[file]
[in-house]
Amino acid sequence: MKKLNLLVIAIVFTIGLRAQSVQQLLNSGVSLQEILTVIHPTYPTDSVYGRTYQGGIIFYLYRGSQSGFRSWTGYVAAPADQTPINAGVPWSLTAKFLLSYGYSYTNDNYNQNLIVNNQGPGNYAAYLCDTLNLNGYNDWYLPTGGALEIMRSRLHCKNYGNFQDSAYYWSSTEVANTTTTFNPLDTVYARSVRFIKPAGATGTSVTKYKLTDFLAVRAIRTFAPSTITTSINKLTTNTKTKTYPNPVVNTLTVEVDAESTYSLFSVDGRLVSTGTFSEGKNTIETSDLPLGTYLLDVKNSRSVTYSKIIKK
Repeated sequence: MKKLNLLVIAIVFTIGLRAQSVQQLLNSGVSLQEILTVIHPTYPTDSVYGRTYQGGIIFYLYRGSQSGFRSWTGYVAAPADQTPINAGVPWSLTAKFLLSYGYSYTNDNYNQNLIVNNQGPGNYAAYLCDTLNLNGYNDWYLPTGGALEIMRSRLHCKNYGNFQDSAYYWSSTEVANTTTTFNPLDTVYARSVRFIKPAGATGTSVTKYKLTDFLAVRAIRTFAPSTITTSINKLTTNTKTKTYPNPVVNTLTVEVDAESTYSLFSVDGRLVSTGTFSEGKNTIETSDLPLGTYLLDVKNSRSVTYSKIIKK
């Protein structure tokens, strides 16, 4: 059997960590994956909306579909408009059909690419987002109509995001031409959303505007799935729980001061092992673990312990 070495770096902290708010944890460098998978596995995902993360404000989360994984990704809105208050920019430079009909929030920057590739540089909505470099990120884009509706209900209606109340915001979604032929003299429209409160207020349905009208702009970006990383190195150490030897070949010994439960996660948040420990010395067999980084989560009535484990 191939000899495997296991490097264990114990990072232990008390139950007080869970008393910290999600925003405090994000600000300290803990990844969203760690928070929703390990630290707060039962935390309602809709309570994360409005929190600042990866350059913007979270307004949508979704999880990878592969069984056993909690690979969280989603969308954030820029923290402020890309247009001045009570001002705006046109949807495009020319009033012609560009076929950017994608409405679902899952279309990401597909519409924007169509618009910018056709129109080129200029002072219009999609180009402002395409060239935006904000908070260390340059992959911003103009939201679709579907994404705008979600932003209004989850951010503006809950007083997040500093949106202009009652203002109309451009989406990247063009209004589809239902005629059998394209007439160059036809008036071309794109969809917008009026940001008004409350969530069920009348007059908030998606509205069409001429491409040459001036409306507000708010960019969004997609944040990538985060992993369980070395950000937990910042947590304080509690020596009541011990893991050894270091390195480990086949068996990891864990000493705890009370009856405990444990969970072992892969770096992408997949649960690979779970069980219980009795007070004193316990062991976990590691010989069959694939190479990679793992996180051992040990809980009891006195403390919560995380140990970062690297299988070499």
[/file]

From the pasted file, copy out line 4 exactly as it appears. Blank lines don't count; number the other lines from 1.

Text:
């Protein structure tokens, strides 16, 4: 059997960590994956909306579909408009059909690419987002109509995001031409959303505007799935729980001061092992673990312990 070495770096902290708010944890460098998978596995995902993360404000989360994984990704809105208050920019430079009909929030920057590739540089909505470099990120884009509706209900209606109340915001979604032929003299429209409160207020349905009208702009970006990383190195150490030897070949010994439960996660948040420990010395067999980084989560009535484990 191939000899495997296991490097264990114990990072232990008390139950007080869970008393910290999600925003405090994000600000300290803990990844969203760690928070929703390990630290707060039962935390309602809709309570994360409005929190600042990866350059913007979270307004949508979704999880990878592969069984056993909690690979969280989603969308954030820029923290402020890309247009001045009570001002705006046109949807495009020319009033012609560009076929950017994608409405679902899952279309990401597909519409924007169509618009910018056709129109080129200029002072219009999609180009402002395409060239935006904000908070260390340059992959911003103009939201679709579907994404705008979600932003209004989850951010503006809950007083997040500093949106202009009652203002109309451009989406990247063009209004589809239902005629059998394209007439160059036809008036071309794109969809917008009026940001008004409350969530069920009348007059908030998606509205069409001429491409040459001036409306507000708010960019969004997609944040990538985060992993369980070395950000937990910042947590304080509690020596009541011990893991050894270091390195480990086949068996990891864990000493705890009370009856405990444990969970072992892969770096992408997949649960690979779970069980219980009795007070004193316990062991976990590691010989069959694939190479990679793992996180051992040990809980009891006195403390919560995380140990970062690297299988070499």